Tuesday, April 19, 2011

small has been beautiful

The concept for today’s chart comes from Ned Davis Research.  This is its chart AA144, in which the value in the bottom panel is called an “equity risk premium proxy.”  It is the spread between the Moody’s Baa yield to maturity and that of the Treasury ten-year note. In the top panel is the ratio of the Russell 2000 to the Russell 1000 — an ascending line means that the smaller stocks are outperforming.  They lagged badly in the late 1990s as the large caps got pushed to huge valuations, but small has been beautiful ever since. One of the great things about NDR’s work is that it provides statistics on performance related to the variables pictured in the charts.  (If you want those details, you’ll have to subscribe.)  For this one, small caps do the best on a relative basis when the risk proxy is high and when it’s falling.  Big stocks generally do better when it’s low or rising. That begs the question as to whether the indicator is low or high.  Well, that and where it’s likely to go from here and why.  Some hints may come from looking at the layers below the surface of this picture — at the somewhat unusual interest rate structure of the day and at the relative valuation of the two indexes. How close are we to the long-awaited time when large stocks as a group look pretty again?  It may make sense to keep an eye out for what’s happening in the bond market to help you decide.  (Chart:  Bloomberg terminal.)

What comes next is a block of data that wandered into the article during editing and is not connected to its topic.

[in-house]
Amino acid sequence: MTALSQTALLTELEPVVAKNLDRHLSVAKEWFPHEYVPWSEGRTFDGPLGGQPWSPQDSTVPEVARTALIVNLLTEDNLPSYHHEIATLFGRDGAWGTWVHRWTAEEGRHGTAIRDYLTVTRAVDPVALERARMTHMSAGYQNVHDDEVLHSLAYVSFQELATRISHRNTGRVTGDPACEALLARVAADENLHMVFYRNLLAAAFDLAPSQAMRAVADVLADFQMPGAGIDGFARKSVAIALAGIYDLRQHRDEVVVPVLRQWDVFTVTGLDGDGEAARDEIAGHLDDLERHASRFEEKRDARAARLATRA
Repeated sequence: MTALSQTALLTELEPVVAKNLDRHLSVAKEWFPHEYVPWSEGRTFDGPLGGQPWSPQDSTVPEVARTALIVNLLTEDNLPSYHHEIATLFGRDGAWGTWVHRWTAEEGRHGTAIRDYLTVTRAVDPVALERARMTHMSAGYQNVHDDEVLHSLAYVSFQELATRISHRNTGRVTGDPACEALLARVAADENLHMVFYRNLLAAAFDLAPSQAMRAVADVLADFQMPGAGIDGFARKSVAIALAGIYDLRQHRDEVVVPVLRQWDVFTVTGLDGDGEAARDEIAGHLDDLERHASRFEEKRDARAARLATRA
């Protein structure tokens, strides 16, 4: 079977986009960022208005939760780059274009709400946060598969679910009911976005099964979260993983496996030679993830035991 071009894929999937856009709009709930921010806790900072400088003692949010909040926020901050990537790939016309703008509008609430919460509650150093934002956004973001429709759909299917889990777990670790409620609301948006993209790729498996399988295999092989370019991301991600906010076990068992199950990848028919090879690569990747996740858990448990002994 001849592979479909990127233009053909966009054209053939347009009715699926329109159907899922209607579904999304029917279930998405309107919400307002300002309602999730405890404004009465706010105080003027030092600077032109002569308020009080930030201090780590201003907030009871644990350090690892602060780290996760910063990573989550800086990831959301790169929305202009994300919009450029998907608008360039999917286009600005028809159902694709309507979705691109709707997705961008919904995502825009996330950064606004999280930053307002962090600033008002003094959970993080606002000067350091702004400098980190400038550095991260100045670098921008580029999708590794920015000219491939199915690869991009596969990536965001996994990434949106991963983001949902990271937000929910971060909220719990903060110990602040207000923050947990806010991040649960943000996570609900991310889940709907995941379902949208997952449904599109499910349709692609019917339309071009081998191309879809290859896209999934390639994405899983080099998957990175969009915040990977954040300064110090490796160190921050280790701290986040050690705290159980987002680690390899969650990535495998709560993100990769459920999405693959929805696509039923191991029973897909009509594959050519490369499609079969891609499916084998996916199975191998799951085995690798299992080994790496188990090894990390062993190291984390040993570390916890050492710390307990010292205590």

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Lunch is for wimps

Lunch is for wimps
It's not a question of enough, pal. It's a zero sum game, somebody wins, somebody loses. Money itself isn't lost or made, it's simply transferred from one perception to another.